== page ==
We argue that five key issues are at stake in the new media-identity, privacy, ownership and authorship, credibility, and participation. (Kindle Location 52)

We define good play as online conduct that is meaningful and engaging to the participant and is responsible to others in the community and society in which it is carried out. We argue that the new digital media, with all their participatory potentials, are a playground in which five factors contribute to the likelihood of good play-the technologies of the new digital media; related technical and new media literacies; person-centered factors, such as cognitive and moral development, beliefs, and values; peer cultures, both online and offline; and ethical supports, including the presence or absence of adult mentors and educational curricula. (Kindle Locations 55-58)


Somewhat surprisingly though, objective, research-based accounts of the ethical issues raised by the new digital media are scarce.’ This report attempts to fill this gap. (Kindle Locations 90-91)

It thus seems critical to ask whether the new digital media are giving rise to new mental models-new “ethical minds”-with respect to identity, privacy, ownership and authorship, credibility, and participation and whether the new digital media require a reconceptualization of these issues and the ethical potentials they carry. (Kindle Locations 96-98)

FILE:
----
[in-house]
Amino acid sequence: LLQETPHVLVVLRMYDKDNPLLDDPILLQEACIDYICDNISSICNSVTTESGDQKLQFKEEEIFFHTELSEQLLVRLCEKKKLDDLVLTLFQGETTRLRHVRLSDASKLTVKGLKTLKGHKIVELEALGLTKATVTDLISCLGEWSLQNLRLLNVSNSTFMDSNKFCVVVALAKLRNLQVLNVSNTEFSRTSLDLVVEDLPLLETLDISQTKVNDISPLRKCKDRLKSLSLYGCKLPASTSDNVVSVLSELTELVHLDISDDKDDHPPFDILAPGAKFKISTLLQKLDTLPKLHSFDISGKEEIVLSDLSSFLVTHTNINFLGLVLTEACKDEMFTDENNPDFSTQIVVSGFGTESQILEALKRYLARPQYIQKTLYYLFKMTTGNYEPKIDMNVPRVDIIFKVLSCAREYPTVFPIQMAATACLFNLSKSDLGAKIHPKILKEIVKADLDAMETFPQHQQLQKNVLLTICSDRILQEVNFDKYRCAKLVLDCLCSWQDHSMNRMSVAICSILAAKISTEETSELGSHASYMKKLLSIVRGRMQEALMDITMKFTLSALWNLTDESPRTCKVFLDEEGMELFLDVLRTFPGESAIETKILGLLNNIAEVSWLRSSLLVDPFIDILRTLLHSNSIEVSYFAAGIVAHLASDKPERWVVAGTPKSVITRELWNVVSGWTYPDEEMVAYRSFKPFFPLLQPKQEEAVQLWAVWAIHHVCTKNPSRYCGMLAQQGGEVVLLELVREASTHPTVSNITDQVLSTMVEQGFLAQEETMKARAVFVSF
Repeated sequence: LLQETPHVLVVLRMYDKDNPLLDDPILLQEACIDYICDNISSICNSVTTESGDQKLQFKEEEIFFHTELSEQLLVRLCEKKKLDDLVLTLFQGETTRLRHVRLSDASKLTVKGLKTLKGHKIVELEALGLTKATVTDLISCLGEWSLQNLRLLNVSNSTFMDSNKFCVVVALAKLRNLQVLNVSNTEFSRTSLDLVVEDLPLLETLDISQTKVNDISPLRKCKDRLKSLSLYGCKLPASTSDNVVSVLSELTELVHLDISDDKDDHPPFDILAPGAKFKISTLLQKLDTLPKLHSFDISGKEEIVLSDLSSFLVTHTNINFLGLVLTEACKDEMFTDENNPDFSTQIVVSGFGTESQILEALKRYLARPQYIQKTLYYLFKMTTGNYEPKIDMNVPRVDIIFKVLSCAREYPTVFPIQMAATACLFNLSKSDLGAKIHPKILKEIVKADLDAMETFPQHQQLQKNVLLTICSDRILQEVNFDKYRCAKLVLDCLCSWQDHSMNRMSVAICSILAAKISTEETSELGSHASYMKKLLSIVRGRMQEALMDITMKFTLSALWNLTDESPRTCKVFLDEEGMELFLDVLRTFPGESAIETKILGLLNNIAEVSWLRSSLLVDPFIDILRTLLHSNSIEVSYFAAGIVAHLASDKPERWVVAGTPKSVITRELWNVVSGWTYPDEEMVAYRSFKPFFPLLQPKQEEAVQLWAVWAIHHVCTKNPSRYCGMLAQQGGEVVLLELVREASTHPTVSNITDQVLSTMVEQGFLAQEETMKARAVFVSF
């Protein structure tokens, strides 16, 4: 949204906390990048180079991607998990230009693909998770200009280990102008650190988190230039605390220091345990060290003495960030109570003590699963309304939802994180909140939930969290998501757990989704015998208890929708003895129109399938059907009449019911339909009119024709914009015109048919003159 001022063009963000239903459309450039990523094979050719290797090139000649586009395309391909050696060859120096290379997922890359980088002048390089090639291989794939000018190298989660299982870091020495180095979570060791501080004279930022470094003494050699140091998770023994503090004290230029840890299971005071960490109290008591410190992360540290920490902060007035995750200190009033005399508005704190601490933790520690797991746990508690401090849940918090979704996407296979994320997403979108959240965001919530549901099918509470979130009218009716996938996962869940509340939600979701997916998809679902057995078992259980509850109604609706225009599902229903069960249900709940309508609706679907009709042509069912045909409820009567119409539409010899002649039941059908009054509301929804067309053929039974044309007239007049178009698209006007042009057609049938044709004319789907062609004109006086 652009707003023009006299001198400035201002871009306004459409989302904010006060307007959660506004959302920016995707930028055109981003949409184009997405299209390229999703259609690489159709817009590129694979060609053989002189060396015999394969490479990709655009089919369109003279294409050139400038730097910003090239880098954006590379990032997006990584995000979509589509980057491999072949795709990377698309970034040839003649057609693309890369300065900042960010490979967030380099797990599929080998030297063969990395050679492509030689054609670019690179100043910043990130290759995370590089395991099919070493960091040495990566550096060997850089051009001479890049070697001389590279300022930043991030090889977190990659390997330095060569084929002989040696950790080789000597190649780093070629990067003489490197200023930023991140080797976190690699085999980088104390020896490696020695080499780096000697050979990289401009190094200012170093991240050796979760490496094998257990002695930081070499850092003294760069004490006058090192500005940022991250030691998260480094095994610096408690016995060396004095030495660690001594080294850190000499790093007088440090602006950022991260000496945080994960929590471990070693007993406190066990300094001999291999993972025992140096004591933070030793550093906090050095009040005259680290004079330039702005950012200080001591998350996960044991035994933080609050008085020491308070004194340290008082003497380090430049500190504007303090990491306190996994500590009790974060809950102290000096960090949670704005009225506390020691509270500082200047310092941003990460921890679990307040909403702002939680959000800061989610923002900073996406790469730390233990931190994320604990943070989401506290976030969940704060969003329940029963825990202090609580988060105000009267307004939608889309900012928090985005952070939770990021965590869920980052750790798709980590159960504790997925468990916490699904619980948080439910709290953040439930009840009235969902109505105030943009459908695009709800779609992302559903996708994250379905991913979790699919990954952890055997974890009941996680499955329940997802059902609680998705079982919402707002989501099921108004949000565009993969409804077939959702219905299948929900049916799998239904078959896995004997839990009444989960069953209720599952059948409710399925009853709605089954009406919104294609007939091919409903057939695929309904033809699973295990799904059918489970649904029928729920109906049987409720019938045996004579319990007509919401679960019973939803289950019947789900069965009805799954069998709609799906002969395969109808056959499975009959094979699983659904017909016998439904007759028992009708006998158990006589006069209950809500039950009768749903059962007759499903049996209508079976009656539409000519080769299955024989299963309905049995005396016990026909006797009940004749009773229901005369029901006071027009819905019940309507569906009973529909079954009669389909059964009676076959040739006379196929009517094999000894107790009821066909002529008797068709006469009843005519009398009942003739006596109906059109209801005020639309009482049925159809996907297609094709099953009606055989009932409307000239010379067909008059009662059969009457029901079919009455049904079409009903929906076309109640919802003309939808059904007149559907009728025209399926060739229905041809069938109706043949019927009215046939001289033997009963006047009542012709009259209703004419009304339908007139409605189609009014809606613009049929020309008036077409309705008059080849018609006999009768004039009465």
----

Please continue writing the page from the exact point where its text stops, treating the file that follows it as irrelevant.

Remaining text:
The new digital media have ushered in a new and essentially unlimited set of frontiers (Gardner 2007b). Frontiers are open spaces: they often lack comprehensive and well-enforced rules and regulations and thus harbor both tremendous promises and significant perils.

a participatory culture is a culture with relatively low barriers to artistic expression and civic engagement, strong support for creating and sharing one’s creations, and some type of informal mentorship whereby what is known by the most experienced is passed along to novices. A participatory culture is also one in which members believe their contributions matter, and feel some degree of social connection with one another (at the least they care what other people think about what they have created)” (Jenkins et al. 2006, 3). (Kindle Locations 108-113)